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November 4, 2019

Hi Everyone! It has been a while since the last update. As many of you probably have experienced, ESLs will bring to light any insufficiencies in the rest of your system. As a result of that, I have been working on the rest of the system. Here is a little of what has been going on:


OK, I have fully fallen down the amplifier rabbit hole. It is a very nice rabbit hole, with many wonderful people here, but it is a rabbit hole nonetheless. When you understand that, you will understand why it has been a couple years since that last update.

I had been using a really nice, old MOSFET amp from Soundcraftsman, and it was able to deliver very sweet mids and highs, but, the impedance of an ESL at the low end is terribly hard to drive. The lowest impedance over the spectrum for my ESLs is just under 1 Ohm at about 48Hz. I have the subs crossed over at 50Hz, so the lowest bass is OK, but the bass from there through about 150Hz was very thin. I don't listen at really high volume levels, so my power needs are modest, but even modest power levels at 8 ohms get out of hand at 1 Ohm (e.g. 100W at 8 Ohm = 200W at 4 Ohm, 400W at 2 Ohm, and 800W at 1 Ohm).

So, I did what every good DIY'er does, and started by pouring through diyaudio.com. Just as with the ESL project, I went through several iterations and topologies, but finally ended up with a design based on Nelson Pass' F5. I built it as a pair of mono blocks. It was impractical to get that much capacity for both channels into one box.

I have to tell you, the difference is huge! This amp is just what is needed to drive the ESLs. The peak current capability is about 42A and it will drive 75W @ 8 Ohm down to a 1 Ohm load continuoulsy, 20Hz to 100Khz. The mid-bass is tight and authoratative. The mids and highs are effortless. Thank you Nelson Pass!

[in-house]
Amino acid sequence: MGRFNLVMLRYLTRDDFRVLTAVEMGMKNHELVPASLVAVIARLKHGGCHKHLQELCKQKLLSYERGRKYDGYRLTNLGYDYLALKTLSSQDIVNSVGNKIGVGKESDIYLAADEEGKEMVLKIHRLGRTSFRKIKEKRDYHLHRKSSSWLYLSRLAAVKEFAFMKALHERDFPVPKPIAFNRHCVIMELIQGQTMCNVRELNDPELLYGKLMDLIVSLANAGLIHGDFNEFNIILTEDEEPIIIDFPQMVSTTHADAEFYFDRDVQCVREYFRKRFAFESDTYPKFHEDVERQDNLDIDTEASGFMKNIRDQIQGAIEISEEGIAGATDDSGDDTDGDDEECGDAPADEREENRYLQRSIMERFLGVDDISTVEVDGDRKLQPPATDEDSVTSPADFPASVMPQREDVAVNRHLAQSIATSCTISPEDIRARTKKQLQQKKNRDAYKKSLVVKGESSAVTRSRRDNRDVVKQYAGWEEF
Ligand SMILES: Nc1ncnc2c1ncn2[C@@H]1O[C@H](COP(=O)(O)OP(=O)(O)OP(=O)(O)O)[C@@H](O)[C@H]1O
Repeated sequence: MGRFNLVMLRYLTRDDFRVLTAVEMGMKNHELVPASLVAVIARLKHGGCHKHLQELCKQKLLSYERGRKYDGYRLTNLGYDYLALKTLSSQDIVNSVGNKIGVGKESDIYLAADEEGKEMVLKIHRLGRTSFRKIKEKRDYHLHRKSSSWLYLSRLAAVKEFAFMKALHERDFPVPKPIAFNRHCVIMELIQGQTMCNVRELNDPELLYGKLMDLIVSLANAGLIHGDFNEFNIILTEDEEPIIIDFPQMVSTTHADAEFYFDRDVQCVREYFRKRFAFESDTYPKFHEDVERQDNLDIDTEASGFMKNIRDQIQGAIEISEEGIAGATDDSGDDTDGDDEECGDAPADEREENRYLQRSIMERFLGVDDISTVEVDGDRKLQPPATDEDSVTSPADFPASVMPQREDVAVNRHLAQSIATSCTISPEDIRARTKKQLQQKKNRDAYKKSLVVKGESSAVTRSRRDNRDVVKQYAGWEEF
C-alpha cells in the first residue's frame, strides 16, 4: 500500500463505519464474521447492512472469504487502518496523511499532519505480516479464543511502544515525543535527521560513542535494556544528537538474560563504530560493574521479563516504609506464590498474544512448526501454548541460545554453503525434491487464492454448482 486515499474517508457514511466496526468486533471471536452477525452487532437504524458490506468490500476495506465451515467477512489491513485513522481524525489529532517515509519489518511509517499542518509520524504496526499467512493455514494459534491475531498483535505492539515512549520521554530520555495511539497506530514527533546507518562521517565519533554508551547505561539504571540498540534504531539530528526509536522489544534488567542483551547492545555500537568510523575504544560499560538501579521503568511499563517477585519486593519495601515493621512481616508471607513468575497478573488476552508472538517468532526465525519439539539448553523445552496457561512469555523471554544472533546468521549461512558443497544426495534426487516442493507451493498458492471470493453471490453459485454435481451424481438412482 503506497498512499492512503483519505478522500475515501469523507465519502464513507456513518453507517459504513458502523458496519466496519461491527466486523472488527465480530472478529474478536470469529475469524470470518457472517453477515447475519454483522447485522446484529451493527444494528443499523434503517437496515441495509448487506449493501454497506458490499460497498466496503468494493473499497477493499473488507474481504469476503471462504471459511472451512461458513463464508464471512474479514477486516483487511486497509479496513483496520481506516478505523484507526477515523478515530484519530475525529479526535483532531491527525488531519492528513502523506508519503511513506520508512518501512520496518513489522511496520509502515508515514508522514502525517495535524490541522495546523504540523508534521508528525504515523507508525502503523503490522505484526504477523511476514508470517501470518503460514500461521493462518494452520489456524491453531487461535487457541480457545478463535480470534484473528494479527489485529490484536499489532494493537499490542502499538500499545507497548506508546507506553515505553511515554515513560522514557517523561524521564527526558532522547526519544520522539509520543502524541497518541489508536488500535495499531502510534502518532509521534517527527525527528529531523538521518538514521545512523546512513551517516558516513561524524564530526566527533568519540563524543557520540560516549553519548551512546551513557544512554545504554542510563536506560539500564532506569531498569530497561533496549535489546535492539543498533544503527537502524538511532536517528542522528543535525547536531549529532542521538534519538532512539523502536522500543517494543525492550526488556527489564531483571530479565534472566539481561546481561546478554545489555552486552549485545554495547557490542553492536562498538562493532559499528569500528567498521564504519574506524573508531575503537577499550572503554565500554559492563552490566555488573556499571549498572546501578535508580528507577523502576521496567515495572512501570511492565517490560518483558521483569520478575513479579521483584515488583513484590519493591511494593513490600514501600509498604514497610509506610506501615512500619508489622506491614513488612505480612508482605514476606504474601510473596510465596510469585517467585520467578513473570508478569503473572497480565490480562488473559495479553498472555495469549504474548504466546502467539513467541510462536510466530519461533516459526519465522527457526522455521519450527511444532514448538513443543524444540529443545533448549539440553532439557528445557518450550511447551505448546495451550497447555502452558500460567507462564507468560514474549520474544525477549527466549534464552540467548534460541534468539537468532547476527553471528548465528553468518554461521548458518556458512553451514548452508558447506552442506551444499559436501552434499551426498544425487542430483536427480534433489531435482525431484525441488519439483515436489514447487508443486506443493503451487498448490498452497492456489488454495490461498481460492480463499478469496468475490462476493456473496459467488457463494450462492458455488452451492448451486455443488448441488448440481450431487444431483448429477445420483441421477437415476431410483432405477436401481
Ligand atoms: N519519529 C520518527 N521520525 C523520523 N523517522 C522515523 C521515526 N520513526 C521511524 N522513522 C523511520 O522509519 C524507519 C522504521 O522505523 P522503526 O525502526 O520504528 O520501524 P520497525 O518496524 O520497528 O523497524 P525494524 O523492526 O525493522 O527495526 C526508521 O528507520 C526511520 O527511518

It was a ton of work to get everything going and looking nice. You can buy everything you need to get an F5 Turbo running at the DIY Audio store, but I am sort of crazy about doing things myself (the hard way).

Here are some photos:

April 20, 2017


While the Full-Range ESL project is technically "Full Range", it drops of significantly below about 45Hz. There is a whole range of music in that bottom octave, and I had found that without such content, the musical experience was lacking. After much research, I decided on a Rythmik subwoofer. The advantage of this is that they offered amp/driver combos that I could put into my own case so that it matched the look of the ESL. I especially liked the servo motional feedback aspect that produced a very tightly controlled response that worked extremely well with the quickness of the ESL.

If any of you want more info on these types of subwoofers, just drop me an email.

Ken Seibert
Redondo Beach, CA